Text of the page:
But while he isn’t here, I wrestle with you. I battle with your shadow and sometimes I lose. I succumb to the happy thought and float for a little while, before it runs out and I come crashing back down.
And what of the happy thought? My tongue is too illiterate to express this happy thought, to express what you do to me. I am not worthy of the poetry it inspires. I don’t understand entirely where it comes from. I try to rationalize it in the hope that it will die down for lack of reason, but instead it consumes me. I lose all sense, all wit, all hope of ever finding out why you have such an effect on me. The thought that this emotion has no space or place in reality is devastating, but does little to diminish it.
I am devastated.
2 more days, and I’ll see my first feature length script on the big screen. I’ve seen about a third of it, and I forgot I was half the team that had written it and one of the amazing group of people who wept bled and sweated(!!!) over the creation of this monster.
I don’t know how to feel about people coming to see it. A huge part of me is giddy just to see the film on the big screen. We wrote it as something we wished to see. I think there’s nothing original about the things we presented in the film, I personally believe it’s just a mishmash of things we, the writers, enjoy. Following that thought, I’m half expecting we’ll turn away a lot of viewers for the craziness that even our closest friends think is too much at times. But it’ll be awesome to find people who genuinely like the film - not just for the content, but how it’s presented. And then there’s a part of me that selfishly wants to not have to subject this film - this thing we created for our own entertainment - to the scrutiny and the distaste of the audience.
But then again, how else are we going to be able to continue making films we’d like to see? How else are we going to find out if people will be willing to fund future brainchildren?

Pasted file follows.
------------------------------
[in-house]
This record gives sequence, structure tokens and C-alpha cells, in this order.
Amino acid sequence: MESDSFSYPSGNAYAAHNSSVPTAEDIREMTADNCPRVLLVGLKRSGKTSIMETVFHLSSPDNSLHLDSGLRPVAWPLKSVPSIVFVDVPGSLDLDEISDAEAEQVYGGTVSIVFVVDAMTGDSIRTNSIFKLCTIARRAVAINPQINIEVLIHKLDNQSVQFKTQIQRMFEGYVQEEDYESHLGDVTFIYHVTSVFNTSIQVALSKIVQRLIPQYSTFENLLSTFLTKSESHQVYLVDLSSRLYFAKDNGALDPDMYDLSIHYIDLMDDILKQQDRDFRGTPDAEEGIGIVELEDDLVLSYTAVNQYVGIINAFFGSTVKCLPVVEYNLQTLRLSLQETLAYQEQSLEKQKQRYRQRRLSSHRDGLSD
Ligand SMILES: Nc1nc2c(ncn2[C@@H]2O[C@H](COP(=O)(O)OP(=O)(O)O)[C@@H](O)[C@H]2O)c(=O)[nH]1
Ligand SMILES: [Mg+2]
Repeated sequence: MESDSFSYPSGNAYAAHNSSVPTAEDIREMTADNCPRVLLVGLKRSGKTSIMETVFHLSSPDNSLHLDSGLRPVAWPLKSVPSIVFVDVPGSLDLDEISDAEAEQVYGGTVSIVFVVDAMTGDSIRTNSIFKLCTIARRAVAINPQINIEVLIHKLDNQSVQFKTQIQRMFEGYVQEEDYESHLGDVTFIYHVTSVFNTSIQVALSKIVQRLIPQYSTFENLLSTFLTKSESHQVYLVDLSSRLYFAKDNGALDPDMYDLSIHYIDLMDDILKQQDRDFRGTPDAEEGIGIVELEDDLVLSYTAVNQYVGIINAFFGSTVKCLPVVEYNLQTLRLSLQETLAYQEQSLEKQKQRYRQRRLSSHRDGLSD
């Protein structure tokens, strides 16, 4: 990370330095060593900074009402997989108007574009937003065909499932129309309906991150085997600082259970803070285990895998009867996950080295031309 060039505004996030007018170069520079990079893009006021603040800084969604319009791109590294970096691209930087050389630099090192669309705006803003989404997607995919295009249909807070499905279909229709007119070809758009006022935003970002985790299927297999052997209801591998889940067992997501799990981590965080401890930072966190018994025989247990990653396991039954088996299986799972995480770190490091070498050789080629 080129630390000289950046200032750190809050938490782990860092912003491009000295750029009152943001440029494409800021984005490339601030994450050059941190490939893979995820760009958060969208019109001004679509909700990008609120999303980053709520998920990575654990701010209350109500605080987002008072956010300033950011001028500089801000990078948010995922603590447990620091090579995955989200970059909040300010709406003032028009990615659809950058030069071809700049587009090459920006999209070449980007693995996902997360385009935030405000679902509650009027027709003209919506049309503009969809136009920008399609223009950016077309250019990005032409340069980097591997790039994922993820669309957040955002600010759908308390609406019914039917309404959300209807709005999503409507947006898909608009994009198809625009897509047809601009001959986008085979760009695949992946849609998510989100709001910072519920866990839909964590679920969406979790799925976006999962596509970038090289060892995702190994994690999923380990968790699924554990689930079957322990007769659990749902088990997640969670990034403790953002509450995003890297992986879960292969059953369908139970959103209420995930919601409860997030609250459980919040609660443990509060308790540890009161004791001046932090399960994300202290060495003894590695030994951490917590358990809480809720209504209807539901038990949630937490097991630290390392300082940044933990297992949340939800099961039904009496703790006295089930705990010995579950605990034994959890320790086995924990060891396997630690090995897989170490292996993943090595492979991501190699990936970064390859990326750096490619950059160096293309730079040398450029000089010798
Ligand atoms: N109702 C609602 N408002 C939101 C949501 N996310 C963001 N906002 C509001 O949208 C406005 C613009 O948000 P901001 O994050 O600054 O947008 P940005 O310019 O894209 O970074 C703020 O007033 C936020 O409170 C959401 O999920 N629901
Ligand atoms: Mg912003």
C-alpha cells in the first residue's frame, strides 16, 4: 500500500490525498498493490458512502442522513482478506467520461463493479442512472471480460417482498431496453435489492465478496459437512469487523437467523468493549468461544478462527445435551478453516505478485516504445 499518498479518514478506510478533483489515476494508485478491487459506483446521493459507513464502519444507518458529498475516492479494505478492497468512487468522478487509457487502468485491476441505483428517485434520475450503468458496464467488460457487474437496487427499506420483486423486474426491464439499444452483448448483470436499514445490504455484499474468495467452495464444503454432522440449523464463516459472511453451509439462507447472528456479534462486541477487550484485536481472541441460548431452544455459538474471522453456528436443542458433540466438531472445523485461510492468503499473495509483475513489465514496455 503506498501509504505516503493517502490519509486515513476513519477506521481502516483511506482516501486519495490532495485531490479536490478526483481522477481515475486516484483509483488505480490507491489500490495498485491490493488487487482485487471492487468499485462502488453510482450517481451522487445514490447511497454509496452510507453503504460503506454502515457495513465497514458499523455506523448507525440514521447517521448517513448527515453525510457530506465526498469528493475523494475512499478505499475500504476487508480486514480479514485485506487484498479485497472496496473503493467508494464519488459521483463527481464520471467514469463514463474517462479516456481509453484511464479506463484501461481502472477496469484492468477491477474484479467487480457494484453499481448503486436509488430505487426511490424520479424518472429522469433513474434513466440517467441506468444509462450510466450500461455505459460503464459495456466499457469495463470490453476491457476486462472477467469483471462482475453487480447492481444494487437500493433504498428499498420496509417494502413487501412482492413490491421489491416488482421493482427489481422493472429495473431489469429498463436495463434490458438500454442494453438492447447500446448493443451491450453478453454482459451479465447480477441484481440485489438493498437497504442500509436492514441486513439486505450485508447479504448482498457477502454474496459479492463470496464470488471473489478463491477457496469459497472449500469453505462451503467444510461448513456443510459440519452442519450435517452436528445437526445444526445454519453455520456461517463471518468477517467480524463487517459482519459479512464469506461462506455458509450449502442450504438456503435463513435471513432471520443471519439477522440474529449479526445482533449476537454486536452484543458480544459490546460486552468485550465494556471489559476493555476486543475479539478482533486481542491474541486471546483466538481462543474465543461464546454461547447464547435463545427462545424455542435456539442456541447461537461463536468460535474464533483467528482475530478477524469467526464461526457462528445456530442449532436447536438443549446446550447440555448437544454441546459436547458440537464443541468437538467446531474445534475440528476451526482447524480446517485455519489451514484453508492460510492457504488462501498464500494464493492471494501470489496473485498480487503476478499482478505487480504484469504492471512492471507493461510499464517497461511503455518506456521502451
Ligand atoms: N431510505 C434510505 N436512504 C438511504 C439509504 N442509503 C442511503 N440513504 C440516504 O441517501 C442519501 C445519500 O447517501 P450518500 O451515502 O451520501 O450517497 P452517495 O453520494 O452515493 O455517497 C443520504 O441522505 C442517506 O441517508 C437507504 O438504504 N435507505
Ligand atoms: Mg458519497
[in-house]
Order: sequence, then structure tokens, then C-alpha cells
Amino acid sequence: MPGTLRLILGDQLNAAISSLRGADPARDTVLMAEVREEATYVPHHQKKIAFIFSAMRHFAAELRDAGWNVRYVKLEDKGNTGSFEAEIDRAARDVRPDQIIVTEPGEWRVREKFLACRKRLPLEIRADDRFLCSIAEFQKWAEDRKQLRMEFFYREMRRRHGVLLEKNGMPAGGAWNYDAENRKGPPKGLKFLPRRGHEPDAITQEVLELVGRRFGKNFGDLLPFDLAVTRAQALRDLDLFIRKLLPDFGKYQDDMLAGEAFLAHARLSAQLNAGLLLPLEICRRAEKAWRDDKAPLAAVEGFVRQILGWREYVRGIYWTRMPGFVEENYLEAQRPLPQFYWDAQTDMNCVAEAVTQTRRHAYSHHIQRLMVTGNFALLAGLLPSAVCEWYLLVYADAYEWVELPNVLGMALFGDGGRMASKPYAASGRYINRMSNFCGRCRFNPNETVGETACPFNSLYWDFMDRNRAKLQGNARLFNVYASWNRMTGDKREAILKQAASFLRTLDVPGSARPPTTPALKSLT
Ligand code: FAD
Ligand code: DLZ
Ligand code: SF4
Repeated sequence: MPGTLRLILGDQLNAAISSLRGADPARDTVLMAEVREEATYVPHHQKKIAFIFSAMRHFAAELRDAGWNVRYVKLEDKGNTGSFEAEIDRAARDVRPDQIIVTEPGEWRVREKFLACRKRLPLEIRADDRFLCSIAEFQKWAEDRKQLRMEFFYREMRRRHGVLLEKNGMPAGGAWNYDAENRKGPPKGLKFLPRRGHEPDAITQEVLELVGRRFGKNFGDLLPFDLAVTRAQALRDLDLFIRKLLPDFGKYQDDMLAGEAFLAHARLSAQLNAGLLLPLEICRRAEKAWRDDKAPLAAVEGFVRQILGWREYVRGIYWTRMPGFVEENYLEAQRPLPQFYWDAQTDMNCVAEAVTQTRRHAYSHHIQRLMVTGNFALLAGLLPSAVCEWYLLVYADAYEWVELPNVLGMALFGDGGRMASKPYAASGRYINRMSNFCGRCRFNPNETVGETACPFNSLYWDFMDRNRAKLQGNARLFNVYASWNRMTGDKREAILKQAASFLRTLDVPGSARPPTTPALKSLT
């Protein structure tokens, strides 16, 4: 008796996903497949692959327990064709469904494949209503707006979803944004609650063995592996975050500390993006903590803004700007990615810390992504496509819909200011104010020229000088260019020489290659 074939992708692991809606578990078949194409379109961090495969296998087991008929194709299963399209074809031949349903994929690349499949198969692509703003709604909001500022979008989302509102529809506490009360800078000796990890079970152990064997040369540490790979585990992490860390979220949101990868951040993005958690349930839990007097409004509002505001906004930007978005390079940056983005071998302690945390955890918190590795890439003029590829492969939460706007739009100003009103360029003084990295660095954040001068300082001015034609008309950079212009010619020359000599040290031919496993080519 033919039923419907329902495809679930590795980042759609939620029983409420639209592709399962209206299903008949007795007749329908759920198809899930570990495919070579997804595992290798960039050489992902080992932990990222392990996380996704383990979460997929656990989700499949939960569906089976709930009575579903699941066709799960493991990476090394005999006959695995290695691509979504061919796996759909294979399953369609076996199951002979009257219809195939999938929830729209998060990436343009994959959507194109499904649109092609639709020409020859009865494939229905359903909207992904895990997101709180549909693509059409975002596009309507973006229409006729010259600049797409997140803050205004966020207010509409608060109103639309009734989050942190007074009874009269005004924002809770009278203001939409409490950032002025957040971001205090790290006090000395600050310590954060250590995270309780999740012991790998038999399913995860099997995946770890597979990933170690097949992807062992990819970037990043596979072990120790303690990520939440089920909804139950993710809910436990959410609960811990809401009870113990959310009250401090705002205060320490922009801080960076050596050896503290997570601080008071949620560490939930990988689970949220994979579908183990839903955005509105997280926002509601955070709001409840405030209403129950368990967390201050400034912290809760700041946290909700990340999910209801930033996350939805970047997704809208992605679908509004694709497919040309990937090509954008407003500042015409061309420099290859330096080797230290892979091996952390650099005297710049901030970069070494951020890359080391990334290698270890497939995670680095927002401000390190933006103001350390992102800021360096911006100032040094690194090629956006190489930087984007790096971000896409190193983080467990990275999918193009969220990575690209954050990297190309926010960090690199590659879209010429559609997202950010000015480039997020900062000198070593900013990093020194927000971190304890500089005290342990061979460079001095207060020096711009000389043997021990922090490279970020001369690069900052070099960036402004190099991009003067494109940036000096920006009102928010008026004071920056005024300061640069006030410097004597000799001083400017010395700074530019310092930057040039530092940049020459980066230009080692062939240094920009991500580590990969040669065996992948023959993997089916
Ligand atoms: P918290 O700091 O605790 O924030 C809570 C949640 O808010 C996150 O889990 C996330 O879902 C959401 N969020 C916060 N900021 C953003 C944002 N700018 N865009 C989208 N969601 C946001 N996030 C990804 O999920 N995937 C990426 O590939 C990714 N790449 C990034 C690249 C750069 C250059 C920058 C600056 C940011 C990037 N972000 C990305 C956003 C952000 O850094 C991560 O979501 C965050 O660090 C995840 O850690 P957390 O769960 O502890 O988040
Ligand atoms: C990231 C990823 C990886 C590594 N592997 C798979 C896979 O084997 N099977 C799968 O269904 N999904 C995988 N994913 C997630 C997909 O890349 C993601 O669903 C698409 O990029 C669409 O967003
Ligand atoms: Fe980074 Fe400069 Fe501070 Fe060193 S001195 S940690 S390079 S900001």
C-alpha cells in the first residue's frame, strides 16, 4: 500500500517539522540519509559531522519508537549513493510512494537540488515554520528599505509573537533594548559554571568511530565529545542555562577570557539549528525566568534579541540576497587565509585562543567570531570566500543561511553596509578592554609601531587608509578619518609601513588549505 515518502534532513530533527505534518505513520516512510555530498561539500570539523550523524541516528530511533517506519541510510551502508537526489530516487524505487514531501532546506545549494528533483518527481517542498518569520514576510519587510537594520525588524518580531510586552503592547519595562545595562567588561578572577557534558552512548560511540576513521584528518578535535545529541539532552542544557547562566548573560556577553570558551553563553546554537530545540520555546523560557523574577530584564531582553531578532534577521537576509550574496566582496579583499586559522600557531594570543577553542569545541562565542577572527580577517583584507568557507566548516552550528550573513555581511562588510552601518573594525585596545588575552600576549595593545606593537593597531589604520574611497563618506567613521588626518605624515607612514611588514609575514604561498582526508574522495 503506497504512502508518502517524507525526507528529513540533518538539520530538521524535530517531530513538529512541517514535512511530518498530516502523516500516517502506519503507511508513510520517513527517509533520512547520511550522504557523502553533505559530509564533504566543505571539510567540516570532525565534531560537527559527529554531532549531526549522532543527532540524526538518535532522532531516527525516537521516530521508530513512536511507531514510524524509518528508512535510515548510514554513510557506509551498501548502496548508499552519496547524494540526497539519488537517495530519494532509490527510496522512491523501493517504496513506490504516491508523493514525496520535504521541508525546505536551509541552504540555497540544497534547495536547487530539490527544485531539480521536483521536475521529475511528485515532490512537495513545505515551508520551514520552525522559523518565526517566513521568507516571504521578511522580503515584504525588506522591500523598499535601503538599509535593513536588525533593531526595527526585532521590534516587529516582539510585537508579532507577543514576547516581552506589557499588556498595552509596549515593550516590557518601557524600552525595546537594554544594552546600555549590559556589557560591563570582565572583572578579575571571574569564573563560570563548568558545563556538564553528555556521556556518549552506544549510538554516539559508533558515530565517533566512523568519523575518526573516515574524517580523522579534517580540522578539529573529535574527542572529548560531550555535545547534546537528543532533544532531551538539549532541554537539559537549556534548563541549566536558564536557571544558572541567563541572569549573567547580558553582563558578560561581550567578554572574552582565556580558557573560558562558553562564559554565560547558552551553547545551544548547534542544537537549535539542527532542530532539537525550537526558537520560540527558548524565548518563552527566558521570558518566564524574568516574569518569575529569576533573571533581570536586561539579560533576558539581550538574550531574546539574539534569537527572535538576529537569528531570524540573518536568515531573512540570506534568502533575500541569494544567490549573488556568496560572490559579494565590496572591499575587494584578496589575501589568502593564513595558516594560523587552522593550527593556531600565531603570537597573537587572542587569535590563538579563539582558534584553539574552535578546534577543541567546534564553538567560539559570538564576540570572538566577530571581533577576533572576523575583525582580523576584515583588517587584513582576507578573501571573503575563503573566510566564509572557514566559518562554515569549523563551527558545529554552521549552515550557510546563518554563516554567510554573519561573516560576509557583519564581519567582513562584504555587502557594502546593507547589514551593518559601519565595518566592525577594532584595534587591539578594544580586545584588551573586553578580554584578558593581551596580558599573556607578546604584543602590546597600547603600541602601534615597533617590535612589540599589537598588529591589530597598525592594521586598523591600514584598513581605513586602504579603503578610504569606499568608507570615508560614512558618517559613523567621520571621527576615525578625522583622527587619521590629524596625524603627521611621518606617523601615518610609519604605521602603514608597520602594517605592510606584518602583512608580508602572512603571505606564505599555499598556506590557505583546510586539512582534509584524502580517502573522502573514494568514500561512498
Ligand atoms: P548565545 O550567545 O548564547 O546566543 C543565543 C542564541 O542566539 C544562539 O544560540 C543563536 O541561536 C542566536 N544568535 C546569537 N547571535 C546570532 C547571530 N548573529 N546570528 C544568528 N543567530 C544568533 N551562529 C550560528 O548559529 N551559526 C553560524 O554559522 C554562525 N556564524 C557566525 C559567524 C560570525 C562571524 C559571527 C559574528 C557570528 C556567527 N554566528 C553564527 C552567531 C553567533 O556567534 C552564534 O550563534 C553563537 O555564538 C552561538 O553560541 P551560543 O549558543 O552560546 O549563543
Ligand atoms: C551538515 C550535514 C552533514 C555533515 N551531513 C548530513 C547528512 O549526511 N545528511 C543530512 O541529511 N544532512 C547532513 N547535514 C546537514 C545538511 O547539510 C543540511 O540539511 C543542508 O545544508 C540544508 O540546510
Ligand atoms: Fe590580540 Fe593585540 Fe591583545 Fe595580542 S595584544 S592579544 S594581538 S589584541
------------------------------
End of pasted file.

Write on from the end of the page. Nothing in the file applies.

There’s certain elements that didn’t turn out the way we’d written them - a lot of which came out the way they did because of time and budget constraints. But considering the amount of things that by accident DID turn out exactly, even better, than we’d originally envisioned, I think it’s fine and leaves a lot of room for education. Because after all, if this wasn’t a learning experience, what’s the point of doing it anyway? I refuse to bow to the mindset that you have to know exactly what you’re doing when you get into a project. Where’s the fun in that? If it was mathematics, with an exact solution and an exact result I’d give the pen up.
After all we’d been through in the realization of this brainchild, after all we’d learned, I’m surprised that it’s only fueled the impulse to create more. He was right, it’s an addiction. When a story seizes you, sometimes you have to go to war to see it through. Is the war over? Not until premiere night I think. Then it’ll be off to clearing up the rubble that this war has left and then it’s on to the next story.
I want a size challenged room. One with a mouse hole for a door. The furniture will be giant versions of small things. A wristwatch that serves as both structure and alarm clock surrounding a pincushion bed. A thread spool for an end table. A broken teacup with cushion inside for a chair. Things Tinkerbell would use. Or Jerry. Or Alice given the wrong pastry.
Security is an addiction
Comfort is an addiction
Pleasure is an addiction
The World Screams “I don’t owe you anything”
the dream began with a screaming match, progressed with four weddings, and ended in a long hot bath.
im a packrat for emotions. i have a bagful of half eaten issues and unresolved fungi farms. during my highs and lows, its emotional lottery time. the bag shakes and out pops some random thing. whether im going to cry over something unresolved, or gloat at something id just figured didnt matter anymore is unpredictable. eitherway, the bag is heavy.